Forgetting a bank card PIN number could be a problem of the past as first-of-its-kind technology is being tested in South Africa.
A person’s fingerprints, palms, voice, iris and facial biometrics form part of new specifications for chip-card transactions for global payment technology company Visa.
Visa on Tuesday said that the first-of-its kind technology framework is also designed to work with the EMV (Europay, MasterCard, Visa) chip industry standard which is accepted globally.
The company is also testing its new biometric specifications for the first time in South Africa among a limited number of ATMs, thanks to a partnership with banking giant Absa.
“At the moment, it’s really just a pilot phase to test the technology before they have any scale,” Kate Kelly, senior director at Visa for corporate communications Sub-Saharan Africa.
“South Africa is the pilot and then they (Visa) will look at rolling it out in the US and other areas once the South African pilot has been done,” said Kelly.
Kelly also said that the technology is aimed at helping those, such as the unbanked, who are not familiar with PIN codes.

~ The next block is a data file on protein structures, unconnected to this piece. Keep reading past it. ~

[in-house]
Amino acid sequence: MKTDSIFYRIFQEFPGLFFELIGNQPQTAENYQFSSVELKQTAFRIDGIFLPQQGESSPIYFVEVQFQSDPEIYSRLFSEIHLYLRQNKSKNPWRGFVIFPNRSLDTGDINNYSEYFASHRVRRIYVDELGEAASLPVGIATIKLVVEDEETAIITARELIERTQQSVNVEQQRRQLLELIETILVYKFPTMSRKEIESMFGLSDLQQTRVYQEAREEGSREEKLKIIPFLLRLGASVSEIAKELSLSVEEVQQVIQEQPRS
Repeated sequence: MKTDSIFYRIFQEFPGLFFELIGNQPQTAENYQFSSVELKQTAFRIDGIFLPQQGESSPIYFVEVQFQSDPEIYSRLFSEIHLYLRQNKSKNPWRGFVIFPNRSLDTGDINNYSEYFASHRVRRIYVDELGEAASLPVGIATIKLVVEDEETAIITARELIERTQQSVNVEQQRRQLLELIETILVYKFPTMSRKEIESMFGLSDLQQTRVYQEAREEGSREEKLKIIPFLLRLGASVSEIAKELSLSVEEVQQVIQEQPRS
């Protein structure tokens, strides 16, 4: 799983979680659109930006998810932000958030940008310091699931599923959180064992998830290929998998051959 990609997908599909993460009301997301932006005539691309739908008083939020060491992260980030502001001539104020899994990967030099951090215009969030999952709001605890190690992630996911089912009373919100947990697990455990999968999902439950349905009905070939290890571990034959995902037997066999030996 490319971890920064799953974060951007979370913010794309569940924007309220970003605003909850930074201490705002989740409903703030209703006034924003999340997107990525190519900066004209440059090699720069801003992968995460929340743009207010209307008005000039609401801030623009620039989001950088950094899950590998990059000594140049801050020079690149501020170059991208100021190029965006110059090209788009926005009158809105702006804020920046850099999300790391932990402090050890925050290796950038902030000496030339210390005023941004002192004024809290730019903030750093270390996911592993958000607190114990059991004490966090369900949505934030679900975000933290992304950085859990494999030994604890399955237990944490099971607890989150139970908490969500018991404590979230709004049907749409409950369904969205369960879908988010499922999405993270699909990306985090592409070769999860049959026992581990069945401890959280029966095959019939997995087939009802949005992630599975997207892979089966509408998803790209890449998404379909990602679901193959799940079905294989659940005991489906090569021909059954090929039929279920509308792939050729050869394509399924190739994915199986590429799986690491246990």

Biometric verification is further intended to prevent instances of fraud as it presents an extra security layer.
Visa also said that its tech enables fingerprints to be accepted by a biometric reader, be encrypted, and then validated.
“The specification supports ‘match-on-card’ authentication where the biometric is validated by the EMV chip card and never exposed or stored in any central databases,” the company said in a statement on Tuesday.
Meanwhile, the Absa pilot involves the banking using fingerprint readers at selected ATMs.
Absa also said that biometric technology is also becoming increasingly important to the bank.
“Our pursuit of these trials with Visa is required to ensure our ability to inform uniform standards across the payments ecosystem, locally and globally,” said Cowyk Fox, head of Absa’s card division.